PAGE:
If you are someone who has worsening pain with cannabis, it’s possible that blocking the CB1 receptor may help improve your pain. However, there are no CB1 receptor blockers that are currently commercially available. It may also be useful to carefully titrate your dose with a strain that is low in THC and high in CBD.  

In a future article, I will describe a cannabinoid that maximizes pain-relief without exacerbating pain.


Last modified: April 23, 2017

24 Responses to " Cannabis Can Paradoxically Worsen Pain "

  1. westwardbound says:

    “CB1 receptor activation did not increase pain in animal models of inflammatory or neuropathic pain”

    Are you able to elaborate on which type(s) of pain it was shown to increase in this study?

    • Prof of Pot says:

      I’m not sure if you read the sentence wrong…CB1 receptor activation did NOT increase pain in these animal models. This wasn’t from a specific study, but just my general sense from reading many studies of animal models that an increase in pain is almost never reported.

      • westwardbound says:

        I was reading it as that cannabis did not exacerbate inflammatory or neuropathic pain in these models, and assumed you meant it did increase other types of pain since you preceded it by saying there are many other types of pain and it only exacerbates some of these types. Maybe I am misinterpreted, regardless, this write-up has been very helpful and I appreciate the response.

        • Prof of Pot says:

          Sorry, I guess I misunderstood what you were asking. Outside of the studies described in this article, I have not seen any other studies showing that it increases pain. This was written over a year ago, so there could be new studies that I haven’t seen yet.

        • Maureen Krueger says:

          My doctor had me try medical marijuana uses primarily the CB1, but there is always a small amount of THC. The studies referred to is this article stated that small amount of thc, not much change in pain, medium amount of THC helped reduce pain and high THC actually made the pain worse. One of the studies stated there are different kinds of pain and that pain from central nervous system disorders were more likely to cause increased pain, while other types of pain like neuropathy, localized pain from injury or spine damage, cancer etc the results were mostly positive for decreasing pain.

          I took CB1 with low thc, but i was experiencing increased pain and after one week I woke in the night with burning pain all over my body, like a bad sunburn aND fatigue from the pain. I was becoming very emotional which was unusual. I stopped taking the CB1 and over the next week the pain slowl diminished and my emotions returned to normal. My body is hyper sensitive to everything. My guess is that even a small amount of THC caused my central nervous system to overreact. Obviously I don’t know for sure why my body reacted like that. I was really hoping the CB1 could get me off of the opiod pain medication that I have to currently rely on to control my pain.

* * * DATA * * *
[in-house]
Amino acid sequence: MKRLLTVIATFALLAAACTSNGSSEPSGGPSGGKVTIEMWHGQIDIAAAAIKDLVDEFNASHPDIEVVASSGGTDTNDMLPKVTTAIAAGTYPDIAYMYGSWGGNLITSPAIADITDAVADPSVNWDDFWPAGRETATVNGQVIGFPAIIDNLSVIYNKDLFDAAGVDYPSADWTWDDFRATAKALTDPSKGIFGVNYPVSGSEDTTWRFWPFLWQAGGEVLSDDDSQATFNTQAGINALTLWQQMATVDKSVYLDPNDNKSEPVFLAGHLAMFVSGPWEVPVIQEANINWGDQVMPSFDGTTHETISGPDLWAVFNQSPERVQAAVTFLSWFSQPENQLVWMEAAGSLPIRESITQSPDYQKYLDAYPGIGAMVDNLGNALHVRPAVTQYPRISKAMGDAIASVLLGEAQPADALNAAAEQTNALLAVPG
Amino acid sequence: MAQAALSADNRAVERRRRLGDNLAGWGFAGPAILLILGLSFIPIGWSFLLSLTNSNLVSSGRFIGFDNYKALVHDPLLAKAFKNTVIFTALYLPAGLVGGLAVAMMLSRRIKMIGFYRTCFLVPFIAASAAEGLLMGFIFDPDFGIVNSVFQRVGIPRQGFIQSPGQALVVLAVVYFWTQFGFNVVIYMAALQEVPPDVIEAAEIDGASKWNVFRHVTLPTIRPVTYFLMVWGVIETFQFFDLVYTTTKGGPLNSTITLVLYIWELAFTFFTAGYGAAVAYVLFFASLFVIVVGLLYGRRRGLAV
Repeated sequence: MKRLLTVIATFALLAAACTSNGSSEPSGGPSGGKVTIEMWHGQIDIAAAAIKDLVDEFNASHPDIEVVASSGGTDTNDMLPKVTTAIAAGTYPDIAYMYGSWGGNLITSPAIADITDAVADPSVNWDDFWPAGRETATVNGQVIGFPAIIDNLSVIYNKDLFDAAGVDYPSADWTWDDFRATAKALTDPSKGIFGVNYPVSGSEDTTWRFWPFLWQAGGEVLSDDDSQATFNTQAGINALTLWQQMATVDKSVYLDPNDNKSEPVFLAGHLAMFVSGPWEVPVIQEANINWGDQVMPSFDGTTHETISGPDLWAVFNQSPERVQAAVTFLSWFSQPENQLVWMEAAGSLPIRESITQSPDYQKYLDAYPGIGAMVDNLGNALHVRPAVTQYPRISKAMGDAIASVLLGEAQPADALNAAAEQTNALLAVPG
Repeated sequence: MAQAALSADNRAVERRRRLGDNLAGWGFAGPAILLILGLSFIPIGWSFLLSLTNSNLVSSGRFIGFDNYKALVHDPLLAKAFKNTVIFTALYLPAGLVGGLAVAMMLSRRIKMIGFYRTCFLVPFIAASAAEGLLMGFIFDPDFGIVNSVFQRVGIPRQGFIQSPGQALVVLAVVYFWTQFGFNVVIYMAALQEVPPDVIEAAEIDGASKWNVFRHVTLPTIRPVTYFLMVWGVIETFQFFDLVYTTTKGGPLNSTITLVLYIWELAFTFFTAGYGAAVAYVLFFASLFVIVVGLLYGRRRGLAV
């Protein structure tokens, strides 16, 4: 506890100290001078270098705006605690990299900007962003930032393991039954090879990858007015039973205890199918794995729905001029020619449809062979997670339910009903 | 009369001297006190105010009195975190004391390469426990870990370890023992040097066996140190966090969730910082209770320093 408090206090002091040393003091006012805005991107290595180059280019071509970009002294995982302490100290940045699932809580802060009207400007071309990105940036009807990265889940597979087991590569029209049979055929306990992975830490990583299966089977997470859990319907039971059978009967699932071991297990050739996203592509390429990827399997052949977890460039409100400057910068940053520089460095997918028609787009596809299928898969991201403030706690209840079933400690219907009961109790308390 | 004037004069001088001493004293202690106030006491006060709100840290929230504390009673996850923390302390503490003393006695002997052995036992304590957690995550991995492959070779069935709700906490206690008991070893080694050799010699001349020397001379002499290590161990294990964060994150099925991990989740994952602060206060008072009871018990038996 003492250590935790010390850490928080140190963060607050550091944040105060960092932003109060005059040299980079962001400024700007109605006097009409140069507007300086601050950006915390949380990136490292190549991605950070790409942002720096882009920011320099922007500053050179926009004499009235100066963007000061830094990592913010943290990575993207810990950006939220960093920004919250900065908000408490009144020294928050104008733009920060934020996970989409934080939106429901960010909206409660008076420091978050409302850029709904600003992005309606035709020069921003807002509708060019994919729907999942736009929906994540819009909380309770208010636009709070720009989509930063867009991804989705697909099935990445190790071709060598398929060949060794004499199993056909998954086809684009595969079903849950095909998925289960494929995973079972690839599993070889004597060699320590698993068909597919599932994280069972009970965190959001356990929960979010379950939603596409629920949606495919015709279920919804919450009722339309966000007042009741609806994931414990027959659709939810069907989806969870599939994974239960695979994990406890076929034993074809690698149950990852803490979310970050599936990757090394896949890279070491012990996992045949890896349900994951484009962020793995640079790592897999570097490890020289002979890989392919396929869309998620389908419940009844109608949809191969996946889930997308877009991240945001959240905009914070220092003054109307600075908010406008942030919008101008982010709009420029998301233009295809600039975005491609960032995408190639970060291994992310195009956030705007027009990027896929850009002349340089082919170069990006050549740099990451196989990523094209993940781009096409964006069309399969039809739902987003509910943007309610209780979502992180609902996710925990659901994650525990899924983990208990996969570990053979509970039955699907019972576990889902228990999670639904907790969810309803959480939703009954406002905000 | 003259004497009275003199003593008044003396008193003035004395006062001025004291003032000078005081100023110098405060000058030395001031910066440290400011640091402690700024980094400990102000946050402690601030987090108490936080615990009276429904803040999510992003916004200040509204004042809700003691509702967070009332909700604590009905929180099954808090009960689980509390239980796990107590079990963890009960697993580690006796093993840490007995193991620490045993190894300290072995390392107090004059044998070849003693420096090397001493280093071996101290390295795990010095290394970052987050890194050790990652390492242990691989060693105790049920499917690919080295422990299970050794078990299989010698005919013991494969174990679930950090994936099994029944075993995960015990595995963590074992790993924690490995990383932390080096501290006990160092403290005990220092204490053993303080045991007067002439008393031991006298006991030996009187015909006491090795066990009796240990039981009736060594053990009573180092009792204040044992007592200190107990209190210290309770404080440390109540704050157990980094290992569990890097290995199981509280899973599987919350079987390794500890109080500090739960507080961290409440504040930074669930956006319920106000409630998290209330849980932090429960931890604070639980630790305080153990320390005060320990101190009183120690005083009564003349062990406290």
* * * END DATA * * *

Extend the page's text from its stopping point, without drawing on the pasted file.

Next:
My dentist was amazed at how differently my nervous system reacted to the lidocaine that numbs the nerves than his other patients. Often times it would numb the nerves in different locations from where he expected. He always had to give me two or three times as many injections than other patients. Once he gave me the maximum amount of lidocaine and I could still feel too much pain, so I had to come back another day to finish the work.

          I give the dental example because it demonstrates that my nerves react differently from people who don’t have central nervous system disorders.

          I’m very disappointed it didn’t work and thought you would be interested as others may experience what I did. More testing is necessary to fully understand how the central nervous system affects the bodies ability to process medical marijuana and whether it affective or not for certain types of pain disorders as indicated in one of the tests you referenced in this article. I looked online and found very little on studies of medical marijuana and adverse affects.

  2. Raychelle says:

    Would the same reaction pertain to CBD oil from hemp? I take the non THC Hemp cbd and it helps tremendously. There is a lag time. But the next day, it’s working better than the first day. It’s weird. But it is unquestionable and way better.

    • Prof of Pot says:

      I haven’t heard of any reaction like this to CBD. It seems specific to THC and activation of CB1 receptors.

      • Vivi says:

        I have been on opiates for 3 years and have auto immune flare ups and fibro that causes pain. I was in a car accident 3 years ago that caused damage and increased pain. I have osteo in my knees, back, neck.
        Did not want to increase pain meds for increasing pain so tried CBD oil. Less than 1% THC and 20 mg CDB per ml. Started with dose of .3 ml and had worsening pain in knees, back and neck. But now have pain in shoulders, hands, elbows, etc. I was not expecting this. I thought CBD oil would help with pain and inflammation. Do not want THC high because I become anxious and paranoid.
        Tried dose again a few days later with same results.
        I continued with opiates and even that doesn’t get rid of CBD induced pain.
        Confused and disappointed. I held out so much hope that this would work.

  3. Candy Cane says:

    I’m super sad because about a year ago I would smoke and only have issues clenching my jaw here or there.. no body or nerve pain. Now when I smoke my neck hurts so bad I want to slam my head on my pillow repeatedly to make it stop and also my lower back hurts…this is from smoking random regular strains..I also tried smoking a vape pen and had the same issue. I found out I have degenerative disc issues and osteoarthritis from my neck down…I also have non alcoholic fatty liver so I can’t I basically feel hopeless when it comes to finding a recreational strain if mj to relieve my pain and let me chill. Also when I’m not high I don’t feel the nerve pain at all it starts after I’ve had one hit off my pipe and lasts two excruciating hours.